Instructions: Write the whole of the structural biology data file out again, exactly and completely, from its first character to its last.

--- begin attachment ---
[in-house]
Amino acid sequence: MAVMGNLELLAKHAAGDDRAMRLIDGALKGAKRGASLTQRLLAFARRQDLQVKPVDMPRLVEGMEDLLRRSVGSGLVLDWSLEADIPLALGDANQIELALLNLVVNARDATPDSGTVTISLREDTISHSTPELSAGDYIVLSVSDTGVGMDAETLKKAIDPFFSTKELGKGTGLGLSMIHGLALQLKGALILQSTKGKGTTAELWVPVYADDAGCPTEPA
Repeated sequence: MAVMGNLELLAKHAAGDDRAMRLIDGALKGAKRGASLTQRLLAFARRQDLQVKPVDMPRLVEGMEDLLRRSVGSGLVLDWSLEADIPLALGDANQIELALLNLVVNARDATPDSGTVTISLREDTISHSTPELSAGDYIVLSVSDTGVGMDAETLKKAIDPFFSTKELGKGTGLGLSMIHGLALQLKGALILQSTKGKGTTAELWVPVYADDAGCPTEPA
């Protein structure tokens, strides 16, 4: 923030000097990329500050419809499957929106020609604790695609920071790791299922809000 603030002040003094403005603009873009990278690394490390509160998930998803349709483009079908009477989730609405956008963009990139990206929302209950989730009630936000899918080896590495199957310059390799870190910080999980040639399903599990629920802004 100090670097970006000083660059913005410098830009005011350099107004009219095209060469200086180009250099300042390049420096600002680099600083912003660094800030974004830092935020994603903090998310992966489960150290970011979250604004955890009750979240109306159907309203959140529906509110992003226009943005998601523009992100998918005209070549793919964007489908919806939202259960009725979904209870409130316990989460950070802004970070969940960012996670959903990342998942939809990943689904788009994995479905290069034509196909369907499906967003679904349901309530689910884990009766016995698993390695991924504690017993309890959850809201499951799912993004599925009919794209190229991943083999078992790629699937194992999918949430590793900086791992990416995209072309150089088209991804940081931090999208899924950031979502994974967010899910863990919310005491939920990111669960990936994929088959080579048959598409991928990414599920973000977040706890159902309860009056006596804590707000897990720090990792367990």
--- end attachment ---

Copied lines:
[in-house]
Amino acid sequence: MAVMGNLELLAKHAAGDDRAMRLIDGALKGAKRGASLTQRLLAFARRQDLQVKPVDMPRLVEGMEDLLRRSVGSGLVLDWSLEADIPLALGDANQIELALLNLVVNARDATPDSGTVTISLREDTISHSTPELSAGDYIVLSVSDTGVGMDAETLKKAIDPFFSTKELGKGTGLGLSMIHGLALQLKGALILQSTKGKGTTAELWVPVYADDAGCPTEPA
Repeated sequence: MAVMGNLELLAKHAAGDDRAMRLIDGALKGAKRGASLTQRLLAFARRQDLQVKPVDMPRLVEGMEDLLRRSVGSGLVLDWSLEADIPLALGDANQIELALLNLVVNARDATPDSGTVTISLREDTISHSTPELSAGDYIVLSVSDTGVGMDAETLKKAIDPFFSTKELGKGTGLGLSMIHGLALQLKGALILQSTKGKGTTAELWVPVYADDAGCPTEPA
């Protein structure tokens, strides 16, 4: 923030000097990329500050419809499957929106020609604790695609920071790791299922809000 603030002040003094403005603009873009990278690394490390509160998930998803349709483009079908009477989730609405956008963009990139990206929302209950989730009630936000899918080896590495199957310059390799870190910080999980040639399903599990629920802004 100090670097970006000083660059913005410098830009005011350099107004009219095209060469200086180009250099300042390049420096600002680099600083912003660094800030974004830092935020994603903090998310992966489960150290970011979250604004955890009750979240109306159907309203959140529906509110992003226009943005998601523009992100998918005209070549793919964007489908919806939202259960009725979904209870409130316990989460950070802004970070969940960012996670959903990342998942939809990943689904788009994995479905290069034509196909369907499906967003679904349901309530689910884990009766016995698993390695991924504690017993309890959850809201499951799912993004599925009919794209190229991943083999078992790629699937194992999918949430590793900086791992990416995209072309150089088209991804940081931090999208899924950031979502994974967010899910863990919310005491939920990111669960990936994929088959080579048959598409991928990414599920973000977040706890159902309860009056006596804590707000897990720090990792367990």